I was feeling lonely, feeling blue,
Feeling like I needed you,
Like I’m walking up surrounded by me,

Ever looked at the words of a song you thought you knew decently well and discovered that it’s not at all about what you thought it was? (I would guess a lot of Republicans had this experience when discovering that “Born in the USA” wasn’t even close to a pro-Reagan anthem of the heartland.) This happened to me just this past week when I decided to write up Goldfrapp’s A&E. Given the upbeat tempo, the video, and the snippets of lyrics I knew, I always thought this song was about someone slowly emerging out of the clouds of a bad break-up and enjoying a day outdoors. (“It’s a blue, bright blue Saturday, and the pain’s starting to slip away.“) But, I was wrong. Reading more closely, it seems the “backless dress” is a hospital gown, A&E is the British term for the ER, and Alison Goldfrapp is basically waking up druggy after a botched “Then he’ll be sorry!” suicide attempt. (“I think I want you still, but it may be pills at work.“) Uh, oops.

Ok, so this is less like Bjork’s All is Full of Love” and more like The Sundays’ “Here’s where the Story Ends” than I originally thought. Still, it’s a great song, and not half as depressing as it reads on the page. Goldfrapp more often go for cinematic Portishead-like atmosphere (Felt Mountain) or sultry, come-hither dance numbers (“Ooh, La La,” “Strict Machine”), and I’m a big fan of both settings. Still, the organic, pastoral feel of Seventh Tree is a grower, as is “A&E.”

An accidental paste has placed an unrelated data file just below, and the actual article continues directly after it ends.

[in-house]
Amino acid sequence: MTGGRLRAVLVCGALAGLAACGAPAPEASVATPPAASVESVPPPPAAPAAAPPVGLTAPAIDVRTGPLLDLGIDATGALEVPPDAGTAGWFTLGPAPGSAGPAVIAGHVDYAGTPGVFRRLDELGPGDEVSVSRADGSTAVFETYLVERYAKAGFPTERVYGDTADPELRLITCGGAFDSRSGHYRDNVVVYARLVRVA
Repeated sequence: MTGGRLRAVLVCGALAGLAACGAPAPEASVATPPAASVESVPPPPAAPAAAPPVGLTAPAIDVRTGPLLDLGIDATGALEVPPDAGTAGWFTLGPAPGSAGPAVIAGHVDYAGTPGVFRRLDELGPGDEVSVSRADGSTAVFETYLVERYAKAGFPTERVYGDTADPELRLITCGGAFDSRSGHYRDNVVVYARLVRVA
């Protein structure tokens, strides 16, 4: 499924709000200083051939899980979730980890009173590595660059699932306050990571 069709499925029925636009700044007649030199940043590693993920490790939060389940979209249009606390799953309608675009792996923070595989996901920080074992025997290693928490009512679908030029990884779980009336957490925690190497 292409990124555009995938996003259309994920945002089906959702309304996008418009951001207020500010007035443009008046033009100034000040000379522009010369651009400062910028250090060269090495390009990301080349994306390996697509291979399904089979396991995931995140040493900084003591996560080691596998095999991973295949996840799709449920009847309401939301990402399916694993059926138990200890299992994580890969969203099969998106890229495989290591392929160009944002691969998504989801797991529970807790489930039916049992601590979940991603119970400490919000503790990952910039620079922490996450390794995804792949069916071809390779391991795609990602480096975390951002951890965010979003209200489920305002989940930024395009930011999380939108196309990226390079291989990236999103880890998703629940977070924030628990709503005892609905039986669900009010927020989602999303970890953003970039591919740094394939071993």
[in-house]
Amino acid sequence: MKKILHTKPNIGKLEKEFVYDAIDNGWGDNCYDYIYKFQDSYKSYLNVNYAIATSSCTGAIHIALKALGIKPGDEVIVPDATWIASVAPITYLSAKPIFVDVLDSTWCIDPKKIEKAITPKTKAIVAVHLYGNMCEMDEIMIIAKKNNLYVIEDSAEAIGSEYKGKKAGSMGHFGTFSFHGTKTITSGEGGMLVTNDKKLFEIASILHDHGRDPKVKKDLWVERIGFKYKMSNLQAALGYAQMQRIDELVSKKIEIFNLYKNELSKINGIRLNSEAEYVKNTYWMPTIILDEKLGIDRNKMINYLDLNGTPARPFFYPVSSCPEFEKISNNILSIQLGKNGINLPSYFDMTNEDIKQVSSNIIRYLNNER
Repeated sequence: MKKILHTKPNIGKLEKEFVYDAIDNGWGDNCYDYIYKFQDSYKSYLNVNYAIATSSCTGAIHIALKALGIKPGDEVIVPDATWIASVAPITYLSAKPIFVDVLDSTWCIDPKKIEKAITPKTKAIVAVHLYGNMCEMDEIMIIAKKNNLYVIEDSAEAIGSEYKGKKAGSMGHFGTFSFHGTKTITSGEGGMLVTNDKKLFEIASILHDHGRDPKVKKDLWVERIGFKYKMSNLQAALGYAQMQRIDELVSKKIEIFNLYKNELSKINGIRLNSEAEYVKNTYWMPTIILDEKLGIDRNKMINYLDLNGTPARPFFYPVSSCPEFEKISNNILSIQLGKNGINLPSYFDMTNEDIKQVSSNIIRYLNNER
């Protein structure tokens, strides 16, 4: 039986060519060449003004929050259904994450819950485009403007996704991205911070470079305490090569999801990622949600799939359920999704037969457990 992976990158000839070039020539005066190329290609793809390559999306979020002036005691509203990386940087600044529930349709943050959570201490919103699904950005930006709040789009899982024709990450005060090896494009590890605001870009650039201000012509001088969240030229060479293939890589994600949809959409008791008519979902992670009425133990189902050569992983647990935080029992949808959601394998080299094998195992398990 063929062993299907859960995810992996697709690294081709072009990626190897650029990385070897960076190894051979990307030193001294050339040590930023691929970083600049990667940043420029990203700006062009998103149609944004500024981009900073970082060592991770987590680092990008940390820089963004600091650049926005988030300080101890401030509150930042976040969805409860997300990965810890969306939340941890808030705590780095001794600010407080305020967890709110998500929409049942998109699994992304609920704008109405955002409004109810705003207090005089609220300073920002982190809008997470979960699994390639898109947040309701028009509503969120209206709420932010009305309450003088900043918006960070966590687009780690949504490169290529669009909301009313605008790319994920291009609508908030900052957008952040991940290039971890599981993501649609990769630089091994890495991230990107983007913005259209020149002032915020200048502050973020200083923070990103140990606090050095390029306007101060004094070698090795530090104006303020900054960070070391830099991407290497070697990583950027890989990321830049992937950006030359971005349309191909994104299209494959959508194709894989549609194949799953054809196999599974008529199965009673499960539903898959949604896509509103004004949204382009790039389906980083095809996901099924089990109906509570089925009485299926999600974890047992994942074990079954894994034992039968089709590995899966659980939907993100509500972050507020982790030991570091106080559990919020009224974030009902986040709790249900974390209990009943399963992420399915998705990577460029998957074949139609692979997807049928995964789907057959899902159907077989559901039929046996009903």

All the people I love are here.
All the people that I love can’t hear.
All the people I love are drunk.
All the people that I love aren’t here.”

After getting “A&E” wrong, I’m not even going to try to make heads or tails of the lyrics to Hot Chip’s obscenely catchy “Crap Kraft Dinner”, a current staple of my driving time. At first it just seems to be about a happy, drunken party buzz (i.e. the exact opposite of “This Place is a Prison,” by The Postal Service.) But, eventually amid the haze, there’s clearly somebody missing, and/or sort of break-up happening. (“All you can hear is my refusal, ’cause i haven’t got the time for a jerk-off loser.“) Regardless, both strands intertwine, then fade into that sweet, melancholic outro. Like Brian Eno’s “By this River,” this isn’t really a love song per se, but one I find strangely soothing.


Everybody wants to be hollywood.
The fame, the vanity, the glitz, the stories.
One day I’ll become a great big star.
You know like the big dipper.
And maybe one day you can visit my condo.
On the big hill you know like 9-0-2-1-0…

Speaking of obscenely catchy , Felix the Housecat’s “Madame Hollywood” isn’t a love song either. And, granted, almost every cut featuring Ms. Kittin has almost exactly the same “ritzy, raunchy, and bored” monologue somewhere therein. (Cases in point: “Frank Sinatra,” “1982,” “Nurse.”) So I don’t have much to say about this one, except that I could listen to the crisp, old-school-Modish backbeat that drives this track for just about forever.


And have you ever wanted something so badly that it possessed your body and your soul, through the night and through the day, until you finally get it…and then you realize that it wasn’t what you wanted after all? And then those selfsame, sickly little thoughts now go and attach themselves to something — or somebody — new! And the whole goddamn thing starts all over again…”